Restorations will soon begin on an historic hotel in Harpers Ferry, West Virginia, that has sat empty and dilapidated for more than a decade.
The Hill Top House Hotel has stood above Harpers Ferry for more than 130 years with a view few can resist. Its vista looks out over three states and two rivers.
Developers Karen and Fred Schaufeld said they first fell in love with the hotel 30 years ago, not just for its views, but for its history, too.
"The history was so emotional, so meaningful. It got us stuck to it," co-owner Fred Schaufeld said. "A place where anyone who is anybody on the East Coast came from Mark Twain, to Carl Sandburg, and Alexander Graham Bell and all the presidents."
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The Hilltop House won’t be demolished, but crews will take it apart stone by stone so that much of the original material can be reused in the new hotel.
"[We want to] really try to capture the look and feel of when it was rebuilt in 1914," co=owner Karen Schaufeld said.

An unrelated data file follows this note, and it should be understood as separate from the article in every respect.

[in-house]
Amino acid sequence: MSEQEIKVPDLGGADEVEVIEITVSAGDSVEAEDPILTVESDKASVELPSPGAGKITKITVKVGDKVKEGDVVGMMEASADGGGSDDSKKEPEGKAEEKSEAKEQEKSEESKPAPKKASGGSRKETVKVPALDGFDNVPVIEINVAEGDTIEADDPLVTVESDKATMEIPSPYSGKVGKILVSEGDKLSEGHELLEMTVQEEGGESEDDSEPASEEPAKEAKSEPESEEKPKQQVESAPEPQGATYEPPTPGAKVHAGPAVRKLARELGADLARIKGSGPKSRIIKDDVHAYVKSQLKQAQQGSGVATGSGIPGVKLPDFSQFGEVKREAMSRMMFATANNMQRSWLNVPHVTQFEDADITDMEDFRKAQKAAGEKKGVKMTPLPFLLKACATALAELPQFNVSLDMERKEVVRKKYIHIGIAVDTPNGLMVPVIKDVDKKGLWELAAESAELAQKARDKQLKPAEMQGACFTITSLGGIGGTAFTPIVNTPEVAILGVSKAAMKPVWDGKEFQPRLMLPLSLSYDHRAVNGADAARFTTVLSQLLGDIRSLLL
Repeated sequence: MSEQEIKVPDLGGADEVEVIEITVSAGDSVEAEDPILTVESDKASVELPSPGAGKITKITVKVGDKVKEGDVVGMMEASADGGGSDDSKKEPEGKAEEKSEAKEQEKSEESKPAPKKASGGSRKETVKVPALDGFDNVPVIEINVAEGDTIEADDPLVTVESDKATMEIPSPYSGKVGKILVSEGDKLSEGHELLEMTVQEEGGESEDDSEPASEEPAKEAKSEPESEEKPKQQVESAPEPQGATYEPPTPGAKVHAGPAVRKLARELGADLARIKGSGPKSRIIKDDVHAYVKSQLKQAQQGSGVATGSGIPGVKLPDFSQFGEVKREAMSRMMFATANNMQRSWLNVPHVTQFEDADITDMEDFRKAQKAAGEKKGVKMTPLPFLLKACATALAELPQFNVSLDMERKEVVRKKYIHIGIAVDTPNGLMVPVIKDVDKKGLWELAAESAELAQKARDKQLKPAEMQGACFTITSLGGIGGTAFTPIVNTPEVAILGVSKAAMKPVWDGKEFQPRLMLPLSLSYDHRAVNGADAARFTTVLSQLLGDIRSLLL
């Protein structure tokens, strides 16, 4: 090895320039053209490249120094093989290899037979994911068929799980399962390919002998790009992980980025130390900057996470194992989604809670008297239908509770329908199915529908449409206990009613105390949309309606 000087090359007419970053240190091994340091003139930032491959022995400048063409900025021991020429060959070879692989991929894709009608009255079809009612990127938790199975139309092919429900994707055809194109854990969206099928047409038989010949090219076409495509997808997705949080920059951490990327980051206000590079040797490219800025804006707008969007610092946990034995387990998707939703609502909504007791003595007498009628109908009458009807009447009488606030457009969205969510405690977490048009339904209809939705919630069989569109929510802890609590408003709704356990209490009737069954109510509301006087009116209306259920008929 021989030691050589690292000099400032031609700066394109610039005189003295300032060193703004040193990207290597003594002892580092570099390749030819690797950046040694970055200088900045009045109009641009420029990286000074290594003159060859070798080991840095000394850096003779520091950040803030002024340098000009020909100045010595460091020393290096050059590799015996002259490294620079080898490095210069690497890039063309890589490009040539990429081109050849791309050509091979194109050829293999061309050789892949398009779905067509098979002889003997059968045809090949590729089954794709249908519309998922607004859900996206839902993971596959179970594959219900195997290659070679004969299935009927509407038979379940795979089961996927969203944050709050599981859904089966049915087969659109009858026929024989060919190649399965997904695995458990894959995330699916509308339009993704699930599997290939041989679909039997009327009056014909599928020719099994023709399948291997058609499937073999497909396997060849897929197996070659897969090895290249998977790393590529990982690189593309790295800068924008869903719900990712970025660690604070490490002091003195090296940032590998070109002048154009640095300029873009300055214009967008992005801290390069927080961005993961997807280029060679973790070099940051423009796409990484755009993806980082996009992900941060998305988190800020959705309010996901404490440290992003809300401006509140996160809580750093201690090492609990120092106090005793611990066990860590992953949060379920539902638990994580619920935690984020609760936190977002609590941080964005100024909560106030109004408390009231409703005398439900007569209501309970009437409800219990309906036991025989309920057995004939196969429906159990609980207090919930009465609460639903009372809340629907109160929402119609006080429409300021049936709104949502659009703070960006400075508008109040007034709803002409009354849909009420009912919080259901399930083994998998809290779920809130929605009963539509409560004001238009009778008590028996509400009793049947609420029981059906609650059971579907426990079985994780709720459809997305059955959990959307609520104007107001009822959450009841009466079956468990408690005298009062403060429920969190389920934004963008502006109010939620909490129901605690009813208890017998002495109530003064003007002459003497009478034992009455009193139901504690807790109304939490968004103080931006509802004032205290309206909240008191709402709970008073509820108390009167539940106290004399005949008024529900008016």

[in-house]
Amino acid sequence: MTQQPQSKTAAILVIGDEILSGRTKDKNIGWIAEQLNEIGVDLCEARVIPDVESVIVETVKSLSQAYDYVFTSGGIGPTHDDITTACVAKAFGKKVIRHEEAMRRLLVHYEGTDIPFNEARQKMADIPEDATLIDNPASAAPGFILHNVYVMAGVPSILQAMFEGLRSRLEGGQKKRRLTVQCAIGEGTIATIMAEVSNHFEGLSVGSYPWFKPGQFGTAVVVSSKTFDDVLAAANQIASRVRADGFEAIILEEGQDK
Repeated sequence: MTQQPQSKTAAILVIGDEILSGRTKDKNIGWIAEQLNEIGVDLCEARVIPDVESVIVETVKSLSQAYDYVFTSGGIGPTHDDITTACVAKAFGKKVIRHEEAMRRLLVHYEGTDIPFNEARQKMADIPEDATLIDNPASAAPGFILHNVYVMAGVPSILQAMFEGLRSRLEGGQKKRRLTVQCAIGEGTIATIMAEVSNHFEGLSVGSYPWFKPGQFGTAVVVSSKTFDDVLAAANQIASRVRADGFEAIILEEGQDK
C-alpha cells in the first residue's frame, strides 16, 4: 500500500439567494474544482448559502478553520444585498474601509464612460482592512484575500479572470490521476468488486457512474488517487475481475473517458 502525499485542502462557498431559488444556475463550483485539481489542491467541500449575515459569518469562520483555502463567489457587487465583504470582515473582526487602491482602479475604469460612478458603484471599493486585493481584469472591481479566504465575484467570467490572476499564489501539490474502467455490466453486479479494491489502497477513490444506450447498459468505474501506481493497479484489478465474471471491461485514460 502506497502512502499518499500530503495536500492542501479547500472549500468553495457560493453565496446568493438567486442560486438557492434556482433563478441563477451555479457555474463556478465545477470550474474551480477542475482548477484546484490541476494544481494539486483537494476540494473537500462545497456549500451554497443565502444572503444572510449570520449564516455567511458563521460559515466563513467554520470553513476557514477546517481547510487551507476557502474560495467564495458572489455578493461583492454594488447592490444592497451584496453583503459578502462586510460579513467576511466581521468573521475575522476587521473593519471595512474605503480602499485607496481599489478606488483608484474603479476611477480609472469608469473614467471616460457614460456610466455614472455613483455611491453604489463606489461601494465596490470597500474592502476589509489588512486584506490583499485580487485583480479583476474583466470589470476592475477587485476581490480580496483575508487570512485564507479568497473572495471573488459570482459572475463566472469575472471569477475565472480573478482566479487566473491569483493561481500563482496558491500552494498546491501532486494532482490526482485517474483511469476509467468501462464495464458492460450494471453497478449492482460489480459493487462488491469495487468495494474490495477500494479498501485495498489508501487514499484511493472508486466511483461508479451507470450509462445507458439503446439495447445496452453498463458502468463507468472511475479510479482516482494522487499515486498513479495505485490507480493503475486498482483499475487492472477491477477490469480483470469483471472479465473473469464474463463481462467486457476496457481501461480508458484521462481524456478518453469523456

The couple says they've done their best to save as many of the old artifacts from the hotel as possible, including an old parlor piano and a mirror that survived two fires in the early 1900s, twice destroying the hotel.
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But the development hasn't been without obstacles and controversy.
Some neighbors have complained about the size of the project as the developers not only purchased the hotel, but all the surrounding buildings, including historic structures old homes and even the town roads leading up to the hotel.
Another concern residents in the area have is public access to the spot where visitors and locals have come to take in the vista for more than 100 years.
"This public vista was always on private property," Karen Schaufeld said. "In the agreement with the town, we have put a permanent … pedestrian easement so that this vista will always be open to the public."
The groundbreaking for the new hotel is slated for next spring with a hotel opening in 2024.
Plans include restaurants, a spa, several ballrooms and conference rooms.
"This is really going to change the way that people interact with Harpers Ferry," Karen Schaufeld said.